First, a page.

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Fantastic tales of book collecting


A pile of potential disasters

Review: "Apocalypse 2012" by Lawrence Joseph

Review: "A Son Called Gabriel"

Irish Catholic kid wrapped up in secrets

Memories of India's Villages

REVIEW: "Ruffling the Peacock's Feathers" by David Howard Day. A retired anthropologist harks backs to his Peace Corps days in Northern India in 1967 to create compelling, atmospheric tales of village life. (Review by KingChamp proprietor Thomas S. Brown)
Mayor Pete's Memoir -- or is it a resume?
REVIEW: "Shortest Way Home" by Pete Buttigieg. 

At first I was quite drawn to Pete's description of his industrial hometown and how its decline shaped his youth. Many of his descriptive passages are quite vivid. But by the mid-section and final chapters, I started feeling disappointed that Pete's memoir went only so far. He recounts some of the issues of his life but glosses over the emotions he must have felt. So I concluded this was a book written in a calculated manner to kick off his presidential campaign, even though he never once mentions his presidential ambitions. I think it is effective as a campaign autobiography, but it doesn't completely answer the question of "What makes Pete tick.?" That said, I found it more revealing than similar autobiographies by Hillary Clinton and Barack Obama. but not as revealing as I would have liked. As a gay man, I especially would have welcomed more detail about his coming out process and his early gay experiences -- I doubt he was a virgin when he met Chasten. But as a campaign document, I can understand why he had to go light on the gay content. I did appreciate the chapter about meeting Chasten and interactions with his future inlaws. That chapter alone made this book a keeper for me. Strangely, though, he says much less about his relationship with his own parents.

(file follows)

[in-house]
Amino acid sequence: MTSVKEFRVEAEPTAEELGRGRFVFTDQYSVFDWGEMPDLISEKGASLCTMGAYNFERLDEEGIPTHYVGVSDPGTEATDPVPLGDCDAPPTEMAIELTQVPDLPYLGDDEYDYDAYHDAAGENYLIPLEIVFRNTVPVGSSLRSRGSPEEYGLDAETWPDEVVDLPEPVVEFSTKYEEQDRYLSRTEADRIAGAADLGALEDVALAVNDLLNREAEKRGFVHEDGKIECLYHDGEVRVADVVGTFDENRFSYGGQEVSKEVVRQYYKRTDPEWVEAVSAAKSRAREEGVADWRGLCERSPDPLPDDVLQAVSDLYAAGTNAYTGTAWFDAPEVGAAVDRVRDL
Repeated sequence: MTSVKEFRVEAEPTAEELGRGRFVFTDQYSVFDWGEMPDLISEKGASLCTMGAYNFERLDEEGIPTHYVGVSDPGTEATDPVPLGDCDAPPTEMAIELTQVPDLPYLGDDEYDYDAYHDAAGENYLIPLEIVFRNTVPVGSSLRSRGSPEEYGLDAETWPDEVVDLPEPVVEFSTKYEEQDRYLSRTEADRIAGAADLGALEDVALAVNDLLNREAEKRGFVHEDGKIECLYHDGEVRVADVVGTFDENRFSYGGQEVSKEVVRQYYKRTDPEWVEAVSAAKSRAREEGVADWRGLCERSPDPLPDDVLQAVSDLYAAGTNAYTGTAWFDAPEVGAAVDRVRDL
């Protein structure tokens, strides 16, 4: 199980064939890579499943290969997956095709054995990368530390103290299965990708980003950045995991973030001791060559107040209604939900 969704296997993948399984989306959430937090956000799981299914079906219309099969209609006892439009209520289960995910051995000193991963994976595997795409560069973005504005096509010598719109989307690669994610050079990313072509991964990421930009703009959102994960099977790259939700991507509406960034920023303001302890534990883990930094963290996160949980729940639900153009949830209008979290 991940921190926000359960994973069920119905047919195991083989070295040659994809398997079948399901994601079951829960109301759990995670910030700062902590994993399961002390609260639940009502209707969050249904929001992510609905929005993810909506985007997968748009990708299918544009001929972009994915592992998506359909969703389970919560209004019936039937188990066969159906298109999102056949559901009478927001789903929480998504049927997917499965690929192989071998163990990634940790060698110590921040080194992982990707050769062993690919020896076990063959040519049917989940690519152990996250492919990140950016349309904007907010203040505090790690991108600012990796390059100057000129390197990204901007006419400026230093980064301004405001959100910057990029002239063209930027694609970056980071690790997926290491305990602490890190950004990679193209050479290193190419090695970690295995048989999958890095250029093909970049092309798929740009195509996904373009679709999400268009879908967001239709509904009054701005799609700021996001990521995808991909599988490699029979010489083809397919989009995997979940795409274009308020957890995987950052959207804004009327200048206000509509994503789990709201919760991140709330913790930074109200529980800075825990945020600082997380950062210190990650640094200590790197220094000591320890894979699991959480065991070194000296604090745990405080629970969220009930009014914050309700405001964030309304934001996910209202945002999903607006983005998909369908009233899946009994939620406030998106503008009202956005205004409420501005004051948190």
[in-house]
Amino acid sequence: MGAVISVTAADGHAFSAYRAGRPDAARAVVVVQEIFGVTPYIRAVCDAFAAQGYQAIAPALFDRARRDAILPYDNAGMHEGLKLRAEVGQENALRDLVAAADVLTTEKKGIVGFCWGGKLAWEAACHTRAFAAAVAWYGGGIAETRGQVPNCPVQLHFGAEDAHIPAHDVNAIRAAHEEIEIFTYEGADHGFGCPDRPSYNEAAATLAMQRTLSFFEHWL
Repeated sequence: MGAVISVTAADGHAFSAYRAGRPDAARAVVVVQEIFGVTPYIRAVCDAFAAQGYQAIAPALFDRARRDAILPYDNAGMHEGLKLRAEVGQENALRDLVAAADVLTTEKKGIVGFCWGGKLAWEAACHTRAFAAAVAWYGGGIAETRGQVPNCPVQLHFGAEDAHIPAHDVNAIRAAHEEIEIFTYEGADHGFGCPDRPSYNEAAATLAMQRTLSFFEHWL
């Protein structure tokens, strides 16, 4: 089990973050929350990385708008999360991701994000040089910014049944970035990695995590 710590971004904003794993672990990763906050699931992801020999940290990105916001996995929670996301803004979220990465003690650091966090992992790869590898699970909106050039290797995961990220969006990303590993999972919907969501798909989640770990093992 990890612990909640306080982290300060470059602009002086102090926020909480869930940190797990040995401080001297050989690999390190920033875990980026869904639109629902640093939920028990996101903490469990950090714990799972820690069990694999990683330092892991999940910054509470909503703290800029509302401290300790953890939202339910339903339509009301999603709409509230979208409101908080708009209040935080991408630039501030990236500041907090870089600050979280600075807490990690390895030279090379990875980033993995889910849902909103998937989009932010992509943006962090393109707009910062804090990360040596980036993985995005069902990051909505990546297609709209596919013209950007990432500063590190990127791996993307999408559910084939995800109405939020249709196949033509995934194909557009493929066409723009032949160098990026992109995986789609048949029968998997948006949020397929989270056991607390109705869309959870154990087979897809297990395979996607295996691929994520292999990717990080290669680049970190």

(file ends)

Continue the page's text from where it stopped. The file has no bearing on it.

Some readers may get bored with Pete's recitation of the mundane challenges he has faced as mayor. Not surprisingly, the material is largely self promoting, although he does own up to a few mistakes he made. Overall, I would recommend the book for those interested in Pete's younger years and the development of his personality and values. However, it doesn't explain how he came to decide to run for president, nor what his priorities would be if by a longshot he gets elected.

(Review by KingChamp proprietor Thomas S. Brown)